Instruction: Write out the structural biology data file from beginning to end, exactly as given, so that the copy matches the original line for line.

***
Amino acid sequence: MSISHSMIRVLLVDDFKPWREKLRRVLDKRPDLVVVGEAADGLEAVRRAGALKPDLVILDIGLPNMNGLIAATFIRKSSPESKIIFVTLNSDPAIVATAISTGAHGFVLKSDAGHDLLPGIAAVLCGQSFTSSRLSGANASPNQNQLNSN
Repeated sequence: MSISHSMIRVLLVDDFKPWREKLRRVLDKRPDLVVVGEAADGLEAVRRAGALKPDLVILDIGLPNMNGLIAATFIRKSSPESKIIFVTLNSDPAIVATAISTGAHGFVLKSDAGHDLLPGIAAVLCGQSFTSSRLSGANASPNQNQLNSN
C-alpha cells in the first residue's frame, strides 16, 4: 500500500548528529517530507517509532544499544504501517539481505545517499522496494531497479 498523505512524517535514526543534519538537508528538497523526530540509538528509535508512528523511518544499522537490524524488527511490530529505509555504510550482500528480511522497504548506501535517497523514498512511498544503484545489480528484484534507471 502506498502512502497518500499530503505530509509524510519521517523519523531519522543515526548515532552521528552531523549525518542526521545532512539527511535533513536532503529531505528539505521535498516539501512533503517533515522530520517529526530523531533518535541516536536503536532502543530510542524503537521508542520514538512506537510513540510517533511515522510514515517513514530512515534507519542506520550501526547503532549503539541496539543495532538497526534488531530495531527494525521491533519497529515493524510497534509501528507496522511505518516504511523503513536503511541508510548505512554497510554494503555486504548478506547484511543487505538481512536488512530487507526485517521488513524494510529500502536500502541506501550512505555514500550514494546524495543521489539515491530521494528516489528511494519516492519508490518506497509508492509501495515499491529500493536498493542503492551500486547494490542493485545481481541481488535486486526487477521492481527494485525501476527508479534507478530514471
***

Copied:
Amino acid sequence: MSISHSMIRVLLVDDFKPWREKLRRVLDKRPDLVVVGEAADGLEAVRRAGALKPDLVILDIGLPNMNGLIAATFIRKSSPESKIIFVTLNSDPAIVATAISTGAHGFVLKSDAGHDLLPGIAAVLCGQSFTSSRLSGANASPNQNQLNSN
Repeated sequence: MSISHSMIRVLLVDDFKPWREKLRRVLDKRPDLVVVGEAADGLEAVRRAGALKPDLVILDIGLPNMNGLIAATFIRKSSPESKIIFVTLNSDPAIVATAISTGAHGFVLKSDAGHDLLPGIAAVLCGQSFTSSRLSGANASPNQNQLNSN
C-alpha cells in the first residue's frame, strides 16, 4: 500500500548528529517530507517509532544499544504501517539481505545517499522496494531497479 498523505512524517535514526543534519538537508528538497523526530540509538528509535508512528523511518544499522537490524524488527511490530529505509555504510550482500528480511522497504548506501535517497523514498512511498544503484545489480528484484534507471 502506498502512502497518500499530503505530509509524510519521517523519523531519522543515526548515532552521528552531523549525518542526521545532512539527511535533513536532503529531505528539505521535498516539501512533503517533515522530520517529526530523531533518535541516536536503536532502543530510542524503537521508542520514538512506537510513540510517533511515522510514515517513514530512515534507519542506520550501526547503532549503539541496539543495532538497526534488531530495531527494525521491533519497529515493524510497534509501528507496522511505518516504511523503513536503511541508510548505512554497510554494503555486504548478506547484511543487505538481512536488512530487507526485517521488513524494510529500502536500502541506501550512505555514500550514494546524495543521489539515491530521494528516489528511494519516492519508490518506497509508492509501495515499491529500493536498493542503492551500486547494490542493485545481481541481488535486486526487477521492481527494485525501476527508479534507478530514471